Wednesday, June 30, 2010

Most Excellent: NeighborGoods - sharing stuff instead of buying

Here at LOVESalem HQ we've been mulling over trying to create a neighborhood-based tool exchange using a Googledocs spreadsheet . . . . But the universe was listening and sent this nifty tool our way. Like Freecycling only better, because you can share stuff that you want to keep instead of just giving it away. (Thanks to LOVESalem foreign correspondent Jeff N for the lead.)

Micki "Mickipedia" Krimmel's LA-based startup launches nationwide throughout the USA today (before, the service was only available in Southern California). The big idea: borrow and lend stuff with your neighbors instead of buying things new. From Micki's launch announcement: offers a unique service by building upon the success of sites like Craiglist and Freecycle. Inspired by their ability to encourage re-use and keep waste out of landfills, NeighborGoods goes one step further to help people get more value out of stuff they actually want to keep. Members can safely borrow a lawnmower, lend a bicycle, or earn some extra money by renting a DVD collection. NeighborGoods is like Craigslist for borrowing. NeighborGoods provides all the tools to share safely and confidently including transparent user ratings and transaction histories, privacy controls, deposits, and automated calendars and reminders to ensure the safe return of loaned items.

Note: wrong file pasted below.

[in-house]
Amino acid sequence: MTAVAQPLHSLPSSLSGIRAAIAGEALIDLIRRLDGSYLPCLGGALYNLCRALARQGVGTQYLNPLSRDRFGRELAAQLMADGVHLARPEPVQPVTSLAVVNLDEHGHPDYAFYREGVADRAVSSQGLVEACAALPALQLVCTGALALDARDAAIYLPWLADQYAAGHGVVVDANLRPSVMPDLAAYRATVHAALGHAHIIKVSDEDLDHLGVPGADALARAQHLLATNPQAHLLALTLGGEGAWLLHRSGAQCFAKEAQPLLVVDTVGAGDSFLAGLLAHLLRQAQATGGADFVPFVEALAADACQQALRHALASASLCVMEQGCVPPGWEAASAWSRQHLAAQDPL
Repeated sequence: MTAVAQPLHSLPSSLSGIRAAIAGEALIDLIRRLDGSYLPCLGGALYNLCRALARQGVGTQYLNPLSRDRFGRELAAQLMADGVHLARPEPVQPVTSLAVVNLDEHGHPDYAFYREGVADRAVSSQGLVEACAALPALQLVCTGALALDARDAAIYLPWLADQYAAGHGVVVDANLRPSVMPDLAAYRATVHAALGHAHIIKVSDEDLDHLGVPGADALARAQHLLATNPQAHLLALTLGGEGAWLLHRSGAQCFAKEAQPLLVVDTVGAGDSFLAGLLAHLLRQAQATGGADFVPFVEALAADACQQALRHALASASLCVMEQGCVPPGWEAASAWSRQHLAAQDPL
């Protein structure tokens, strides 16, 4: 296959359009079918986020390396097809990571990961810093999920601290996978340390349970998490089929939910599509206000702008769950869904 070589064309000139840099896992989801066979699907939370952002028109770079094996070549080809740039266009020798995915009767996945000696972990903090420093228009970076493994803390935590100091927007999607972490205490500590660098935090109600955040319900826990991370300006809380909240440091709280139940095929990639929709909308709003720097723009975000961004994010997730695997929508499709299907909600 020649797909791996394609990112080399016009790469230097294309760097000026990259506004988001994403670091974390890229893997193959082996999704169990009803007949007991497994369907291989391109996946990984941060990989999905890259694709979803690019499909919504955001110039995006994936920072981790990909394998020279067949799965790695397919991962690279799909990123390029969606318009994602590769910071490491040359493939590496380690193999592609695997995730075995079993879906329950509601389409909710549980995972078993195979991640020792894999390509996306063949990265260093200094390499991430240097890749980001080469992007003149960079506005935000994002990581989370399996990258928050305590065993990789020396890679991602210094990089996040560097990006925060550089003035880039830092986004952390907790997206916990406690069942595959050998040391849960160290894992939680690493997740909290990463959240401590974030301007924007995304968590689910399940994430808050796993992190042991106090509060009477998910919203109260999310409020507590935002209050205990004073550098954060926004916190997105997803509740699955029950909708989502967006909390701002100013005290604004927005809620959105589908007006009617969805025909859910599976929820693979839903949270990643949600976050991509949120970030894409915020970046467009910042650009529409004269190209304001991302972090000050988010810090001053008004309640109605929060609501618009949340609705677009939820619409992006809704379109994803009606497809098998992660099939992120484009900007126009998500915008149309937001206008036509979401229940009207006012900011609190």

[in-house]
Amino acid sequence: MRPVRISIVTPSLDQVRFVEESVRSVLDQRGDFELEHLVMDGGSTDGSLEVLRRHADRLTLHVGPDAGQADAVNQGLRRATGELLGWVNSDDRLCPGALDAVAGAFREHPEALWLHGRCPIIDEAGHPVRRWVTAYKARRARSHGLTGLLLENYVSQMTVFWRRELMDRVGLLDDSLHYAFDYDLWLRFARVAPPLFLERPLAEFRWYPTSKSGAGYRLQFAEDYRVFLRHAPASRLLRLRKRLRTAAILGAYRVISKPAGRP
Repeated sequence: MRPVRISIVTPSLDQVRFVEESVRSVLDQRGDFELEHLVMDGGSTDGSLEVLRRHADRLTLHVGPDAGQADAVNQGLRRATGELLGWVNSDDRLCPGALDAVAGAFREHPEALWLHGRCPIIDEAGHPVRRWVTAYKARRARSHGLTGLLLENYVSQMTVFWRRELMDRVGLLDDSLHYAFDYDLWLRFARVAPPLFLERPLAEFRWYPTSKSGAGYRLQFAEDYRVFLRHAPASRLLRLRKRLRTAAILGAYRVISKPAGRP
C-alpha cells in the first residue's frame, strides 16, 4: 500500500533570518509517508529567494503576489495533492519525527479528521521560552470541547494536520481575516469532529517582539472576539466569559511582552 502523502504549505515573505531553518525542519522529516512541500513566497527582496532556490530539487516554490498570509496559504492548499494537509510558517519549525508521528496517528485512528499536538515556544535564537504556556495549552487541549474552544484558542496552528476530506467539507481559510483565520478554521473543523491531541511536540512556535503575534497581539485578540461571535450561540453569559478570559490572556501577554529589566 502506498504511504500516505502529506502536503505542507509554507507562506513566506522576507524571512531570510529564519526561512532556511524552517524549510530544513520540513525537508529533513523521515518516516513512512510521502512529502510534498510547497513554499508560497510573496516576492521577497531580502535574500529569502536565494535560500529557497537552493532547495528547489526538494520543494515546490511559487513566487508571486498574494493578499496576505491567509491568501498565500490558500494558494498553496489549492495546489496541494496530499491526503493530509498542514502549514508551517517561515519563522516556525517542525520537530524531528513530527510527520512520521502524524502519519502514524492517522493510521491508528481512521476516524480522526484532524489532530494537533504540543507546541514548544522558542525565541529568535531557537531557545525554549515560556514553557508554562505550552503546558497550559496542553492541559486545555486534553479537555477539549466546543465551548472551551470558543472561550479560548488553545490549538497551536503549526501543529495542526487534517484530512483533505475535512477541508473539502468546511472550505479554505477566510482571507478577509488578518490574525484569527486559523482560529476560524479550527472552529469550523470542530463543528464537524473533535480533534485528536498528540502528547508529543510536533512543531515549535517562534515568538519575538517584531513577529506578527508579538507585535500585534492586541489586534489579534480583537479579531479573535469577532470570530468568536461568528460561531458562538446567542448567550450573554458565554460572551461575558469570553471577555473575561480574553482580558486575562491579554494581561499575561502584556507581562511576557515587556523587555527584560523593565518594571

Intro video embedded above, and available here on Vimeo.

A rerun worth returning to

Oil consumption in daily barrels per region fr...Notice that demand rises in oil exporting regions too -- so that even as global demand for imports rises, the producers keep more of their own production at home, causing the price of imports to climb even faster. Image via Wikipedia

Linked article is a repost, a nice reminder to return to now and then:
People who panic when they learn of peak oil see a terrible future for themselves and society. Although I didn’t panic when I first learned of peak oil, I did experience a feeling of dread. I looked into the future and saw the possibility of social turmoil and hunger. This seems to be a common reaction, and most people move through the experience in hours or days as they gradually see that the gloomy future is not inevitable.

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